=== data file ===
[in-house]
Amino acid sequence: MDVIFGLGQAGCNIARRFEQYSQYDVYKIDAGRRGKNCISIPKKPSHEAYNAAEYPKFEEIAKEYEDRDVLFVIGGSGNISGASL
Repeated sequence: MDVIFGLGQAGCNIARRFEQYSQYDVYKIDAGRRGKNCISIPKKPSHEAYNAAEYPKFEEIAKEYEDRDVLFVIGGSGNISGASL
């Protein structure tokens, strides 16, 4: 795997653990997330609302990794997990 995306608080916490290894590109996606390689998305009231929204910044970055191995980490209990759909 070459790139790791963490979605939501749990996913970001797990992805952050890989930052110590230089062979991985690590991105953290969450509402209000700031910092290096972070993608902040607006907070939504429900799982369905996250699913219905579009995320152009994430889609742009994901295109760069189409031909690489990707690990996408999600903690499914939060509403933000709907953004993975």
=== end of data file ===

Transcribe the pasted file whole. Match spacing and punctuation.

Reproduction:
[in-house]
Amino acid sequence: MDVIFGLGQAGCNIARRFEQYSQYDVYKIDAGRRGKNCISIPKKPSHEAYNAAEYPKFEEIAKEYEDRDVLFVIGGSGNISGASL
Repeated sequence: MDVIFGLGQAGCNIARRFEQYSQYDVYKIDAGRRGKNCISIPKKPSHEAYNAAEYPKFEEIAKEYEDRDVLFVIGGSGNISGASL
């Protein structure tokens, strides 16, 4: 795997653990997330609302990794997990 995306608080916490290894590109996606390689998305009231929204910044970055191995980490209990759909 070459790139790791963490979605939501749990996913970001797990992805952050890989930052110590230089062979991985690590991105953290969450509402209000700031910092290096972070993608902040607006907070939504429900799982369905996250699913219905579009995320152009994430889609742009994901295109760069189409031909690489990707690990996408999600903690499914939060509403933000709907953004993975």